There was no argument about it. I looked good. Overcoat, scarf, brown fedora, all topping an old-fashioned, close-to-the-body cut suit, tie, pocket square, adult shoes. The rule is: never skimp on shoes or hats, because it always shows. But everything else came from thrift stores.
One of the fellows who sat across from me obviously put just as much effort into his outfit. Doubtless he agreed with me that dressing well is a duty, that looking good makes for a superior and pleasant citizenry, that sloppiness in appearance is a manifestation of sloppiness in morals.
His t-shirt had the exact right shade of irony; the superhero emblazoned on it hadn’t been seen on television in decades. This signaled his lone-wolfiness. His jeans had an artful rip, surely put there by the designer who must have labored hours deciding exactly where to place it. Neon tennis shoes, probably costing more than my entire outfit. His greasy hair, each strand placed to look like it wasn’t placed, and scruffy beard were standard-issue hipster, but maybe that’s because he considered his Google Glasses would cause people to overlook this unoriginality.
He was right. So aware of that geeky carbuncle was I that I couldn’t think of anything but how I wanted to slap it off his face. I don’t like having my picture taken. At least he was the best, or at least most honestly, dressed of the trio that interviewed me.
The outcome was as predetermined as the color of the pocket square I would choose. Which I would have known had I first read the fate of another well dressed gentleman interviewing with the poorly attired:
The cognitive dissonance on display is painful to see. As in: Clothing is totally not a big deal! Because we’re cool like that! But itâ€™s plain that it biased the interviewers. The team’s disappointment upon seeing the suit was immediate and unanimous. If you truly believe that suit equals loser, you can’t help it. Nevertheless, the fiction of objectivity has to be maintained, so he denies it to the candidate’s face, to us, and himself.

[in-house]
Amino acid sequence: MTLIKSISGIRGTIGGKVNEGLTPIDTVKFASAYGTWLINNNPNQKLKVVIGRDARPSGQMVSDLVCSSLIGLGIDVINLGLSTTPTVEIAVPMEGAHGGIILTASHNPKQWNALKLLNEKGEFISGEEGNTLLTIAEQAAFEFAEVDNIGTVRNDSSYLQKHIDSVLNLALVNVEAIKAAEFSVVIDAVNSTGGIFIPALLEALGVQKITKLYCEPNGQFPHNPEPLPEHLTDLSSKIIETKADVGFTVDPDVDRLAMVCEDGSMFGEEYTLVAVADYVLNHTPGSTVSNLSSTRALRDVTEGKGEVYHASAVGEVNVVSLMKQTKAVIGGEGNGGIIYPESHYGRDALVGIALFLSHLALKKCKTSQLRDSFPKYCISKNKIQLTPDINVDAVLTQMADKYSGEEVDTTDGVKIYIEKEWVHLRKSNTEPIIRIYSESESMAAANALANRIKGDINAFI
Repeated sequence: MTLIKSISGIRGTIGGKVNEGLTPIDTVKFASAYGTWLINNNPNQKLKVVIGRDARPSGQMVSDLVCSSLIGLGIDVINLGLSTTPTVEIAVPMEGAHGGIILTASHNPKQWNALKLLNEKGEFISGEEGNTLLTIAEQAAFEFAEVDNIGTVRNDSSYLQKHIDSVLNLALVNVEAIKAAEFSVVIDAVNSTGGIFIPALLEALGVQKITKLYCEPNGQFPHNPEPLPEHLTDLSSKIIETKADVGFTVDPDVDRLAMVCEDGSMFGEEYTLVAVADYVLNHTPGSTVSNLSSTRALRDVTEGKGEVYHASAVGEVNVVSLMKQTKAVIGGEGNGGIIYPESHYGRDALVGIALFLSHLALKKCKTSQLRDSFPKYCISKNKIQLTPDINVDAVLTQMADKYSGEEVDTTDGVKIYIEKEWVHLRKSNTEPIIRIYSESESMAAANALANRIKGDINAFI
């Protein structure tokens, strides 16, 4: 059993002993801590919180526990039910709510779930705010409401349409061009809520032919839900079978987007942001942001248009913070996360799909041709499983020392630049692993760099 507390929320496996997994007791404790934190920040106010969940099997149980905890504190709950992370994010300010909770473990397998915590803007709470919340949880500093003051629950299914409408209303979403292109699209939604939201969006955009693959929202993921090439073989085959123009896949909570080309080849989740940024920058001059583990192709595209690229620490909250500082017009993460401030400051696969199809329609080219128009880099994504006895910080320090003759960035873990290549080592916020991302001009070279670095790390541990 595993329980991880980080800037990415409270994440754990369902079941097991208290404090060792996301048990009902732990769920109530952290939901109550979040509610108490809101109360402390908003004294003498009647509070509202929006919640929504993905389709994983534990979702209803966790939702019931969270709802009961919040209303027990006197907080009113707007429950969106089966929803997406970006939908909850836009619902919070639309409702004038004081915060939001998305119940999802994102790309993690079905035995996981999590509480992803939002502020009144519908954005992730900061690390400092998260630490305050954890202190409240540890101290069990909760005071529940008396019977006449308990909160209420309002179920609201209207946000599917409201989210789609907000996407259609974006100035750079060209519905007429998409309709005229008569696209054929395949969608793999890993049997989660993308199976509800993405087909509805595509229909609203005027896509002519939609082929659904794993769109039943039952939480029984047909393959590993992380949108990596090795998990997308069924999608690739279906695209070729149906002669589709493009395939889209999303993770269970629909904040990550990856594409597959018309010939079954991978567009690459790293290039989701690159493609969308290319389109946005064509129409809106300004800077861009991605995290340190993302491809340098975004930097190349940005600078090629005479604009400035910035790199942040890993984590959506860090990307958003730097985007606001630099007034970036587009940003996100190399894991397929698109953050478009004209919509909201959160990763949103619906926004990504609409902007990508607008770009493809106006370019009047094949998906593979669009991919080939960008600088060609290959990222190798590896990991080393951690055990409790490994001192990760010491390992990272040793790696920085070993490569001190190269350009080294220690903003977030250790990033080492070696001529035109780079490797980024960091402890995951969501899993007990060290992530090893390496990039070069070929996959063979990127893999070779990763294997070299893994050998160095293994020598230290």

Scene Two. Wedding followed immediately by a reception on site. Plenteous good food and drink music and dancing. And well dressed people, their outfits showing an awareness of the occasion. At least until the meal ended, and then a few folks dashed out to disrobe and put on their Standard Summer Ugly, defined as message t-shirt, shorts, and garish shoes (Winter is the same, except the shorts are replaced by jeans). The reason given? Comfort.
Now just you take a look at the picture of Mr Sean Connery above. Perfectly dressed. Does he appear uncomfortable to you? No, sir. He does not.
Here, from the same source, is a man skating while dressed as a gentleman should be. Does he appear uncomfortable? No, sir. He does not.
My late grandfather had a picture of his dad and uncle fishing in the Detroit river from around the turn of the last century. Both men carried stringers, bait, rods, and wore three-piece suits, because why? Because that is what men did. They knew they had a duty to society to look their best, even when at leisure.
My great grandfather and uncle did not look uncomfortable. Indeed, they were, as my grandpa assured me, at ease. I was not uncomfortable in the interview, except when peered at from behind a direct feed to the NSA (motto: We’re spying on you for you own good).
Of course, it goes without saying that Cary Grant had a right to dress like he didn’t give a damn about his onlookers, but he knew that the social contract required he do better.
If you are uncomfortable in your adult clothes, likely as not it is a habitual mental aberration, cured by stopping thinking about it. But it’s also probable that the fit of your garments stinks.
The boxy suits sold nowadays are designed for 1950s barrel-shaped robots, not men. This too is easily fixed. Take your purchases to a tailor and have him alter them to your body. Do not trust the department stores to do this for you. We’ll speak of this more later, but you will find that clothes meant to fit you and not some generic statistical homme moyen are eminently comfortable. Movement will be easy and free. And you will look good—as you should.
Thanks to our friend John Cook for the picture source.